Theory of Finite-Length Grain Boundaries of Controlled Misfit Angle in Two-Dimensional Materials

Research output: Contribution to journalArticle

3 Citations (Scopus)

Abstract

Grain boundaries in two-dimensional crystals are usually thought to separate distinct crystallites and as such they must either form closed loops or terminate at the boundary of a sample. However, when an atomically thin two-dimensional crystal grows on a substrate of nonzero Gaussian curvature, it can develop finite-length grain boundaries that terminate abruptly within a monocrystalline domain. We show that by properly designing the substrate topography, these grain boundaries can be placed at desired locations and at specified misfit angles, as the thermodynamic ground state of a two-dimensional (2D) system bound to a substrate. Compared against the hypothetical competition of growing defectless 2D materials on a Gaussian-curved substrate with consequential fold development or detachment from the substrate, the nucleation and formation of finite-length grain boundaries can be made energetically favorably given sufficient substrate adhesion on the order of tens of meV/Å2 for typical 2D materials. New properties specific to certain grain boundary geometries, including magnetism and metallicity, can thus be engineered into 2D crystals through topographic design of their substrates.

Original languageEnglish (US)
Pages (from-to)5297-5303
Number of pages7
JournalNano letters
Volume17
Issue number9
DOIs
StatePublished - Sep 13 2017

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Grain boundaries
grain boundaries
Substrates
Crystals
crystals
Magnetism
Crystallites
detachment
Topography
Ground state
crystallites
metallicity
topography
adhesion
Nucleation
Adhesion
curvature
nucleation
Thermodynamics
thermodynamics

All Science Journal Classification (ASJC) codes

  • Bioengineering
  • Chemistry(all)
  • Materials Science(all)
  • Condensed Matter Physics
  • Mechanical Engineering

Cite this

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abstract = "Grain boundaries in two-dimensional crystals are usually thought to separate distinct crystallites and as such they must either form closed loops or terminate at the boundary of a sample. However, when an atomically thin two-dimensional crystal grows on a substrate of nonzero Gaussian curvature, it can develop finite-length grain boundaries that terminate abruptly within a monocrystalline domain. We show that by properly designing the substrate topography, these grain boundaries can be placed at desired locations and at specified misfit angles, as the thermodynamic ground state of a two-dimensional (2D) system bound to a substrate. Compared against the hypothetical competition of growing defectless 2D materials on a Gaussian-curved substrate with consequential fold development or detachment from the substrate, the nucleation and formation of finite-length grain boundaries can be made energetically favorably given sufficient substrate adhesion on the order of tens of meV/{\AA}2 for typical 2D materials. New properties specific to certain grain boundary geometries, including magnetism and metallicity, can thus be engineered into 2D crystals through topographic design of their substrates.",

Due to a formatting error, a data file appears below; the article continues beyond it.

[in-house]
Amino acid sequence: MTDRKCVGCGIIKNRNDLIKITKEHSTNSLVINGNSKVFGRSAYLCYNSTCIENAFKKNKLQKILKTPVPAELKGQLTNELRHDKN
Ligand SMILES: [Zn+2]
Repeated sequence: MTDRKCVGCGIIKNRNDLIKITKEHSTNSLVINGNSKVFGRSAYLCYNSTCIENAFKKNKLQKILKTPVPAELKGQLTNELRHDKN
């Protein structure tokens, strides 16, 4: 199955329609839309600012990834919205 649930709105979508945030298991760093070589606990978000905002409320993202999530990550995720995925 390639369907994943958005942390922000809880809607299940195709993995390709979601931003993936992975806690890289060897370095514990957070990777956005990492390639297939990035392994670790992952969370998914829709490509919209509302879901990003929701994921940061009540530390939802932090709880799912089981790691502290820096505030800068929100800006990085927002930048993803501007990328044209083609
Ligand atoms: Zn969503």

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Theory of Finite-Length Grain Boundaries of Controlled Misfit Angle in Two-Dimensional Materials. / Wang, Yuanxi; Crespi, Vincent Henry.

In: Nano letters, Vol. 17, No. 9, 13.09.2017, p. 5297-5303.

Research output: Contribution to journalArticle

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AB - Grain boundaries in two-dimensional crystals are usually thought to separate distinct crystallites and as such they must either form closed loops or terminate at the boundary of a sample. However, when an atomically thin two-dimensional crystal grows on a substrate of nonzero Gaussian curvature, it can develop finite-length grain boundaries that terminate abruptly within a monocrystalline domain. We show that by properly designing the substrate topography, these grain boundaries can be placed at desired locations and at specified misfit angles, as the thermodynamic ground state of a two-dimensional (2D) system bound to a substrate. Compared against the hypothetical competition of growing defectless 2D materials on a Gaussian-curved substrate with consequential fold development or detachment from the substrate, the nucleation and formation of finite-length grain boundaries can be made energetically favorably given sufficient substrate adhesion on the order of tens of meV/Å2 for typical 2D materials. New properties specific to certain grain boundary geometries, including magnetism and metallicity, can thus be engineered into 2D crystals through topographic design of their substrates.

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